45. Being amoral. See # 34. I actually rejoiced the day the youngest left for college because I could, again, use the s word if I stubbed my toe. Unfortunately, when I did eventually stub my toe, I couldn’t remember the s word. See # 11.

46. Eating dinner at a fashionable hour. See # 42.

47. Pulling all nighters to learn new material. There’s two reasons for this: a) You’ve already learned it. b) You’ve already forgotten it by 8 am the next morning.

48. Having empty closets, drawers, and cabinets. The entire world stores their stuff at my house…rent-free. Actually, it’s worse. I inherited it and foolishly thought my kids would appreciate “collectibles and antiques.”  Note to Self: Call Hoarders Anonymous next Saturday.

49. Laughing at the Life Alert commercials. Now, I’m taking notes and paying attention to when those suckers are on sale.

50. Listening to the TV at a normal volume. See # 20.

51. Thinking that you have to have the perfect spouse. I’ll just settle for being dependable, being brilliant in a crisis and having great health insurance.

52. Thinking you will retire before you die. Have you met our U.S. government?

53. Not caring about who is running our country. See # 52.

54. A good day being getting a raise. A good day now is any day I’m not in the hospital or not spending a Saturday talking to an insurance company.

Friday’s Post: More Points to Ponder

You Might Also Like: Even Web Sites Get Spam; The Effect of “Other Women”The Odd Days of June; Lessons Learned from a Family Vacation and The Odd Days of May


Lessons Learned from…


One of the unfortunate “side effects” of the last 2 heart attacks is that I can no longer take ginkgo biloba to help with my chronic memory problems. Anyone reading this blog has already probably concluded that I need more brain cells and thus, not being able to take this anymore did not help! Add to that being a little sidetracked by grief and it’s amazing that I’m even typing this right now.

So, to try and stave off the genetic heritage of dementia, I elected to join While some may call it pseudo-science, the reality is that I do think I might be making some small improvements here and there. I’ve only been a member for less than a month, so the jury is still out, but at least I’m actively trying to use my brain each day, which is more than I can say for the “Barney years” when I was only knowledgeable about Arthur, Oscar the Grouch, and Blue’s pal, Magenta.

But, here’s what I’m learning so far:

1. I am a good problem solver. Tell that to the diabolical level Sudoku puzzles I’m trying to complete.

2. I am pretty flexible. Ummm…I raised 3 kids (who couldn’t be more different if they were adopted), worked with college students who don’t know how to sign their names in cursive and counseled people who dream about doing nasty things to other people…in their dreams. Yeah, I think I already knew that.

3. I am lousy at speed tasks. Could that be because game systems came out when I was in the Barney years and I was too busy picking up those game systems??? Hmmm….To this day I have yet to play more than 1 computer game, unless WiiFit counts. (I suck at that, as well.)

4. I’m not much better at memory tasks.

5. Naming your web site “” doesn’t improve my memory. Why? Because it’s not a real word. And I confuse it with other words that are in the dictionary, such as illumine, luminescence, etc. Please note that I can spell those!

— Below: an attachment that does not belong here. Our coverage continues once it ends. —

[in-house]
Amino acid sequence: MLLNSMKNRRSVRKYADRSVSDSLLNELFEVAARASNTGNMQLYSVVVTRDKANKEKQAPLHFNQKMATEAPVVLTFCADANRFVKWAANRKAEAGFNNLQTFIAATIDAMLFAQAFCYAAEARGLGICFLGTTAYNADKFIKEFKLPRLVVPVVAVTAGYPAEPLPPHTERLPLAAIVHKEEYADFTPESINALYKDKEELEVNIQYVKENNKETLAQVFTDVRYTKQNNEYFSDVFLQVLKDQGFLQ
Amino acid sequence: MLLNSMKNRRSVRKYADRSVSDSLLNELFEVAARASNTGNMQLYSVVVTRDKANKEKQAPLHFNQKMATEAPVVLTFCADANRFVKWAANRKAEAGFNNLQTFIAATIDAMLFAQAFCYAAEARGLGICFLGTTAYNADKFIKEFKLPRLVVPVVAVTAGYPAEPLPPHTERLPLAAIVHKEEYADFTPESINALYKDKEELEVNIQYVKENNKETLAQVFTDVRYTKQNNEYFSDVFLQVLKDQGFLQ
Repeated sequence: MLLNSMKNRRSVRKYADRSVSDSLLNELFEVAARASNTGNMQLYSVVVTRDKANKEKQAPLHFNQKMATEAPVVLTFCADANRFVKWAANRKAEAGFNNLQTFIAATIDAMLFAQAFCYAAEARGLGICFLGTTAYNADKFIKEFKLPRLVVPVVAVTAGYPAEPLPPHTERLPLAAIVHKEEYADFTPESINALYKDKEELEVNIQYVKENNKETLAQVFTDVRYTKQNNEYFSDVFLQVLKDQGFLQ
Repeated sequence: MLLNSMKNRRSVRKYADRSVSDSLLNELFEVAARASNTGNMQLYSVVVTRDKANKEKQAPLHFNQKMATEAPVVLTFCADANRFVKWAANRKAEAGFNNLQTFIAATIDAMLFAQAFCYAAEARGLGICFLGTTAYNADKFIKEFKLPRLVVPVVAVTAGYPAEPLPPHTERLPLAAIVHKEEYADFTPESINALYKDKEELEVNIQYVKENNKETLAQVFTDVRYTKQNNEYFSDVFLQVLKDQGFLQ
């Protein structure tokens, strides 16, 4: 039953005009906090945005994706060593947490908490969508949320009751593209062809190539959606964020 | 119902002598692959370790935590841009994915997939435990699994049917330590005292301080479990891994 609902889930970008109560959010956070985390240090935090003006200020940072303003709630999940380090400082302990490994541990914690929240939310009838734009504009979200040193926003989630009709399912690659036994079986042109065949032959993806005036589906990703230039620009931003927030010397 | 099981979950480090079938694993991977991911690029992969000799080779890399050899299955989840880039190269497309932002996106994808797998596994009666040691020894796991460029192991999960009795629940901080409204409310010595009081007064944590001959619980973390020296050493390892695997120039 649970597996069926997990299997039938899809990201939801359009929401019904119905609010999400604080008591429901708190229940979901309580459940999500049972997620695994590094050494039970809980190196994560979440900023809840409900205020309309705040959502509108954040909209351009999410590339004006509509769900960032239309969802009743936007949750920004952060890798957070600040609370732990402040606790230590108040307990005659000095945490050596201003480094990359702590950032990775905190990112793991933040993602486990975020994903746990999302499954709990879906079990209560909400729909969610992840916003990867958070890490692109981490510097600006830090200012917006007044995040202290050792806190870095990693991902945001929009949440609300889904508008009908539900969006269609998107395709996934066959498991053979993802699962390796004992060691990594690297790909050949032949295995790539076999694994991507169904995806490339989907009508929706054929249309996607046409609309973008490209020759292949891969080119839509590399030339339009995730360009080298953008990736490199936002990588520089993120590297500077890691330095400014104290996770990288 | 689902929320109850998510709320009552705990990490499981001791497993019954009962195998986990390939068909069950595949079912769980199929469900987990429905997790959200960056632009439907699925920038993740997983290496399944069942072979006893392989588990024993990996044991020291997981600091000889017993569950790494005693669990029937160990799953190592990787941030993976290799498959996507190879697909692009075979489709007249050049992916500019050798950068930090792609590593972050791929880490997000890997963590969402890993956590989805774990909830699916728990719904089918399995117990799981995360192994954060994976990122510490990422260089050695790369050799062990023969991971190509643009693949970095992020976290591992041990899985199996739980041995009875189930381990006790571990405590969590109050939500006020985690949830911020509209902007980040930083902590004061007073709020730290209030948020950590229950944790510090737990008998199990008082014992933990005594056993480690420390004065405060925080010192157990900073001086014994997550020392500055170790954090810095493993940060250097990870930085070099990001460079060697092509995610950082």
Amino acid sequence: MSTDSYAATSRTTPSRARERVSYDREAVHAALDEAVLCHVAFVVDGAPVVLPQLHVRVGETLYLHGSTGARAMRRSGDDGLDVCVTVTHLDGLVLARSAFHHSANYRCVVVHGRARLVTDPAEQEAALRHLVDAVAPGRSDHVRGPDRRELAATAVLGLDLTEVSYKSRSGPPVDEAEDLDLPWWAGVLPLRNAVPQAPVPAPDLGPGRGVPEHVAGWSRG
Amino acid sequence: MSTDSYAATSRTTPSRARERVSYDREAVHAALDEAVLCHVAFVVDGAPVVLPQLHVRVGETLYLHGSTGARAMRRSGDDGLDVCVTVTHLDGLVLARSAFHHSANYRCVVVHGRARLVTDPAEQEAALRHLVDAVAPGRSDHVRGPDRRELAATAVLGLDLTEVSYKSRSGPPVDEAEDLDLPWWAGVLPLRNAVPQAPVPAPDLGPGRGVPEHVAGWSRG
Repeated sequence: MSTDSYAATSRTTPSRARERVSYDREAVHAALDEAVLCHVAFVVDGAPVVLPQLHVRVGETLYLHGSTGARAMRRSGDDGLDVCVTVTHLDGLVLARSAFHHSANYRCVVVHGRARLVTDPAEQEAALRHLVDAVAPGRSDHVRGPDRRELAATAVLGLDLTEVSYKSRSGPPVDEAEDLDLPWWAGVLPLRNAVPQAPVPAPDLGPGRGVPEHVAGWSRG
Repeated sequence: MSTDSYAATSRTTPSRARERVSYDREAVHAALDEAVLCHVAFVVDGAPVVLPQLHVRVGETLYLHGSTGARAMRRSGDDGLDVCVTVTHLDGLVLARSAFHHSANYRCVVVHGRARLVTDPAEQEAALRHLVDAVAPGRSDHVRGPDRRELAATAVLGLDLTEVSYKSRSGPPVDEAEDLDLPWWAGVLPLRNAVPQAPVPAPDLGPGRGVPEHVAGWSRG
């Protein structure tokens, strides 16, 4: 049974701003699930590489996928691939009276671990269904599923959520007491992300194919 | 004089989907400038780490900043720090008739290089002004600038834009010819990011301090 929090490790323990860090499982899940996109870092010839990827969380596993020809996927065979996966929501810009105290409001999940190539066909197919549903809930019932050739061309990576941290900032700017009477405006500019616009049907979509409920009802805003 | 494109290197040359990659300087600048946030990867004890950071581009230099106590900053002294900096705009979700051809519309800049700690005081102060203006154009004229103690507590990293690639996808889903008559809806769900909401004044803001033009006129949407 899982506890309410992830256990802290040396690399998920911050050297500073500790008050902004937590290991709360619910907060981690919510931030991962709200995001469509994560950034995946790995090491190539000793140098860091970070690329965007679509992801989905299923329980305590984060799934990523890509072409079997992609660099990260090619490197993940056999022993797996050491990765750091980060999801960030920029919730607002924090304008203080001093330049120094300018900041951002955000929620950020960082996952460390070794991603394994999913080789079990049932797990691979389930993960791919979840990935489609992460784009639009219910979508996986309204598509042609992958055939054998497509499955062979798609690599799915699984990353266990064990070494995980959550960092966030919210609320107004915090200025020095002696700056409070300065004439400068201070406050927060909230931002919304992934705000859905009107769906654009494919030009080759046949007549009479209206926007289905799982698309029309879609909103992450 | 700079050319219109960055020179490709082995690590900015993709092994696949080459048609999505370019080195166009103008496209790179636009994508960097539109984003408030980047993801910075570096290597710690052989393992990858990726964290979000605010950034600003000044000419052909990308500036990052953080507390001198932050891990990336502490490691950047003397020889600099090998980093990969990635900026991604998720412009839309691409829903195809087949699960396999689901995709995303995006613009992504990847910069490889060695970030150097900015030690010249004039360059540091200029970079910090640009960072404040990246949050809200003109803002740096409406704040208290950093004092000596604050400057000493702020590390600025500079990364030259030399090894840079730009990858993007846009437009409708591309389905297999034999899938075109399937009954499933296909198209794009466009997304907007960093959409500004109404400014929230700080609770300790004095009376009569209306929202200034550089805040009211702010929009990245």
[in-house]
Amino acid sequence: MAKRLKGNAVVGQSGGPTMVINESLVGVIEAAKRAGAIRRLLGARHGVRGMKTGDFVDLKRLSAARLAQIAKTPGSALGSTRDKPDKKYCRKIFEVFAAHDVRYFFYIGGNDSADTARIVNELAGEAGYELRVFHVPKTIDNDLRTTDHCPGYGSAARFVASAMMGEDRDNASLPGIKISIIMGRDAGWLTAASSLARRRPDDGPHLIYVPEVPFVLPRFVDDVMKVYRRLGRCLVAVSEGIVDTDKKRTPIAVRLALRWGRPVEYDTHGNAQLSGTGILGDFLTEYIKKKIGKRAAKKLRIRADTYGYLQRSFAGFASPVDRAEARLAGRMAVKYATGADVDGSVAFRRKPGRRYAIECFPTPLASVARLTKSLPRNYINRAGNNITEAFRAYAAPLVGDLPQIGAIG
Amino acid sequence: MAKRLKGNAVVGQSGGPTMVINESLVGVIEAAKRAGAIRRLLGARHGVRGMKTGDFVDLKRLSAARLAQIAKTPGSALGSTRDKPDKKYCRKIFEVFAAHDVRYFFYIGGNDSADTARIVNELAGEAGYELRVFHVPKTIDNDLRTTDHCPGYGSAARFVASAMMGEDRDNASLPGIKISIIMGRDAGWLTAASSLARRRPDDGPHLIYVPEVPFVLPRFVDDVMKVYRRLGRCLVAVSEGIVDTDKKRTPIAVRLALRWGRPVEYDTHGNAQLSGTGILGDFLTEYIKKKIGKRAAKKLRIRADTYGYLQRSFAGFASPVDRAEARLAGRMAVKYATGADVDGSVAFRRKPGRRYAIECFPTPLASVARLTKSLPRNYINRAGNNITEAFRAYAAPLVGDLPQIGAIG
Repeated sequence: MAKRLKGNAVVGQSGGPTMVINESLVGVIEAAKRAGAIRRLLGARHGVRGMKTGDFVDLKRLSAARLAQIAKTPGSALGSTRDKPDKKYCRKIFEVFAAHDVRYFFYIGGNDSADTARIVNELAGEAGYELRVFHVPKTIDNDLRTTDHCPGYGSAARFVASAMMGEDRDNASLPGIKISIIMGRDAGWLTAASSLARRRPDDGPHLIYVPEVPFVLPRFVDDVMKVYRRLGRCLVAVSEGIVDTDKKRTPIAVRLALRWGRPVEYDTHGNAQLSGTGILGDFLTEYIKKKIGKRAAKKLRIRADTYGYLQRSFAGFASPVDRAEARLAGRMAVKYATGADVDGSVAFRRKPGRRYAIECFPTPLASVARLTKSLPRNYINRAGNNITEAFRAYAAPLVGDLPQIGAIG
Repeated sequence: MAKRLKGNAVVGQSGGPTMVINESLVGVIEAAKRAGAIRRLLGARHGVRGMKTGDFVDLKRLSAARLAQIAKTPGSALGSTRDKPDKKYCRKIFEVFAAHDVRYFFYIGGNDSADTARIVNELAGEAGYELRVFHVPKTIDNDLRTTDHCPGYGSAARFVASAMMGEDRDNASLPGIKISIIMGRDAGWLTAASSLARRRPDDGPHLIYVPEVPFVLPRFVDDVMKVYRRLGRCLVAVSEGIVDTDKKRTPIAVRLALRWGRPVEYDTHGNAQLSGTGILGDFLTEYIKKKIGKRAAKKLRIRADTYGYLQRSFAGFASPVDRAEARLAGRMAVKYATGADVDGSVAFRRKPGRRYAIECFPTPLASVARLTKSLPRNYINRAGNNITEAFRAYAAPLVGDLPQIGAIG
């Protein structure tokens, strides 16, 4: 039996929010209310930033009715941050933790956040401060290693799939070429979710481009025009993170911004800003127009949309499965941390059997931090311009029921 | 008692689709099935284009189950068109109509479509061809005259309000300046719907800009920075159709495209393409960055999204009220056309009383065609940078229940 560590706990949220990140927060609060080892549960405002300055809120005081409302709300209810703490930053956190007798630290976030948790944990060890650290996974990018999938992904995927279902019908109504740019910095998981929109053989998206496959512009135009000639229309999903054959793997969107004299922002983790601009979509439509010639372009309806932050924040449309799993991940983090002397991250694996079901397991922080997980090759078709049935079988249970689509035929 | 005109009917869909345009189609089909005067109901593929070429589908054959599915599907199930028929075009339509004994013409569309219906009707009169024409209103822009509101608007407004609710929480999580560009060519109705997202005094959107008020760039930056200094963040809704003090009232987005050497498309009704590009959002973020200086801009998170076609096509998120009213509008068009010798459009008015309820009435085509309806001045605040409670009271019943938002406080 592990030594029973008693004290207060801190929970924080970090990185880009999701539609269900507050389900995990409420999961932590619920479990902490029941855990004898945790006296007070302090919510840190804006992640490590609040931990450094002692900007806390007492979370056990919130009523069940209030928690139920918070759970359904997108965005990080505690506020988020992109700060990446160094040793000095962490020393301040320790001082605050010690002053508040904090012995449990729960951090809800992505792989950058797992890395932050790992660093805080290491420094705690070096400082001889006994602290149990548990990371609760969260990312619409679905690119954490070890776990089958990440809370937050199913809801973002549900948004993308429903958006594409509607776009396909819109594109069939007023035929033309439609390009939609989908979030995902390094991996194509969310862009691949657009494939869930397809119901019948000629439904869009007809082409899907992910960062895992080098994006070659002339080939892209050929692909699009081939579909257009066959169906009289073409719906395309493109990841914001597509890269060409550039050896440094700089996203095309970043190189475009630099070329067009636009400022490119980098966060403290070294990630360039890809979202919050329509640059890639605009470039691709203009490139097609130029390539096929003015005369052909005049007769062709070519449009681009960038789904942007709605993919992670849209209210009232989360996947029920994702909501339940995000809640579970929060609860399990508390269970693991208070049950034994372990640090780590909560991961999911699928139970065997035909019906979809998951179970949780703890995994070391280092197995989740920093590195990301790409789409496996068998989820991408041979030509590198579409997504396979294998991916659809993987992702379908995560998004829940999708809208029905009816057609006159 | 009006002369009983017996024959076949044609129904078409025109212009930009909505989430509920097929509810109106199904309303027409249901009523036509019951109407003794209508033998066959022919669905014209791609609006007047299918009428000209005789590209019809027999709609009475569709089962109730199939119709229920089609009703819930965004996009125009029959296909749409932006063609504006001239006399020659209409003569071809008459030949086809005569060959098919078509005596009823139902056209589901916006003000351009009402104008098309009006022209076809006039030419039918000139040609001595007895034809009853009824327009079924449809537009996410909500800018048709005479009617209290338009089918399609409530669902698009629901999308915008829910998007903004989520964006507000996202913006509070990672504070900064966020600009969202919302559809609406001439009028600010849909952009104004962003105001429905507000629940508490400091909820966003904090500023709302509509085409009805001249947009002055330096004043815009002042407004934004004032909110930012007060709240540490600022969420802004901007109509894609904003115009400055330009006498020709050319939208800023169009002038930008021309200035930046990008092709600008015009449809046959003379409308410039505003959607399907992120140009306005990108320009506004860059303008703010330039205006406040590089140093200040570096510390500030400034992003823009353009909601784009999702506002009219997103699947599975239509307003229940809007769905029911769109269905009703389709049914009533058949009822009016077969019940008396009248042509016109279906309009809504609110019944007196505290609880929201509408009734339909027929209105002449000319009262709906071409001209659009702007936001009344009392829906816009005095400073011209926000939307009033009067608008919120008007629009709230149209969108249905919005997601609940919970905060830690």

6. What is my name? See # 4.

7. I don’t do much better at attention tasks. Why? Because I’m still trying to answer # 6.

8. I’m improving at attention games. Why? Because I finally remembered my name.

9. I kick tail at games involving words. Go figure. Especially if you have to create words beginning with the stem “ill” or “lum”. See # 5.

10. I’m pretty speedy at answering simple math facts. This apparently improves my problem-solving score. I hate to argue with Lumosity, but I’m pretty sure that has to do with memorizing them as a child.

11. Memorizing is usually about employing your memory, right?

12. Since I’m already strong in the problem-solving category, could we up my memory score instead??? See # 11.

13. I am now processing better than the 70 and older age group. I guess I can delay reserving my room at the rest home until tomorrow?

14. I also seem to be remarkably smarter than the 16 to 20 age group. Would Lumosity send an email to my 19 year old to tell him that? Oh. Wait. Send him a text instead. He doesn’t do email anymore.

15. The only area where I don’t kick tail with the aforementioned age group is in the speed area. Perhaps that’s because I wasn’t born with a game controller in my hand like the 19 year old???

16. I have no sense of direction, particularly when it involves the arrow keys on my keyboard.

17. I seem to have an itchy trigger finger when it comes to the arrow keys on my keyboard.

18. I now hate all Lumosity games involving the arrow keys on my keyboard.

19. I think has failed to address one part of my brain–the part of my brain with no hand-to-eye coordination. Where are the games to work on that and measure that??? Oh. Wait. Maybe there are no games where a negative brain score is possible. That’s a glitch in their programming, right?

20.  More of my to-do list gets done if I “reward” myself with playing another Lumosity game.

21. Based on # 20, Pavlov’s dogs are laughing their heads off.

22. Based on # 20, I start addiction therapy next week.

Monday’s Post: Are you a pettifogger?

You Might Also Like: Lessons Learned from Counting Quarters and Lessons Learned from Completing a Hospital Survey



We’re Still Losing This War…


Warning: War & Peace was shorter.

If you’re hoping for a book review or book announcement or something humorous from me today, you came to the wrong blog. Sorry! But, as I said on Wednesday, I’m still in my grief fog. Thus, I’d like to do something productive with it, so here goes: